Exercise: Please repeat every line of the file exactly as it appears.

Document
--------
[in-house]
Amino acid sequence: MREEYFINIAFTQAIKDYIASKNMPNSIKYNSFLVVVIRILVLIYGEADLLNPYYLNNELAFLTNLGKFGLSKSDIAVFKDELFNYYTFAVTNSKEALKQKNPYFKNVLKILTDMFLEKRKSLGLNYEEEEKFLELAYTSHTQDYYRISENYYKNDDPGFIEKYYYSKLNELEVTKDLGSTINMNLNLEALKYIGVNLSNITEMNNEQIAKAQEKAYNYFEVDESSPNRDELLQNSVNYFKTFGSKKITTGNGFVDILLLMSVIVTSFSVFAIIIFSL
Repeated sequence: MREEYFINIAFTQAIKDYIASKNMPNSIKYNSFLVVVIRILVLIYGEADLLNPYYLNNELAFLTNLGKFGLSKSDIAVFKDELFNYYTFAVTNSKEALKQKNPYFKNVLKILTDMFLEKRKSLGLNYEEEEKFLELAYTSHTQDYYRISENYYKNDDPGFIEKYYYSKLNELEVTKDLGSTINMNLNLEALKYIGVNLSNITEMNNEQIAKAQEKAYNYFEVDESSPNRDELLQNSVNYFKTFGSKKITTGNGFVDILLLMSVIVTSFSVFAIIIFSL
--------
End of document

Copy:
[in-house]
Amino acid sequence: MREEYFINIAFTQAIKDYIASKNMPNSIKYNSFLVVVIRILVLIYGEADLLNPYYLNNELAFLTNLGKFGLSKSDIAVFKDELFNYYTFAVTNSKEALKQKNPYFKNVLKILTDMFLEKRKSLGLNYEEEEKFLELAYTSHTQDYYRISENYYKNDDPGFIEKYYYSKLNELEVTKDLGSTINMNLNLEALKYIGVNLSNITEMNNEQIAKAQEKAYNYFEVDESSPNRDELLQNSVNYFKTFGSKKITTGNGFVDILLLMSVIVTSFSVFAIIIFSL
Repeated sequence: MREEYFINIAFTQAIKDYIASKNMPNSIKYNSFLVVVIRILVLIYGEADLLNPYYLNNELAFLTNLGKFGLSKSDIAVFKDELFNYYTFAVTNSKEALKQKNPYFKNVLKILTDMFLEKRKSLGLNYEEEEKFLELAYTSHTQDYYRISENYYKNDDPGFIEKYYYSKLNELEVTKDLGSTINMNLNLEALKYIGVNLSNITEMNNEQIAKAQEKAYNYFEVDESSPNRDELLQNSVNYFKTFGSKKITTGNGFVDILLLMSVIVTSFSVFAIIIFSL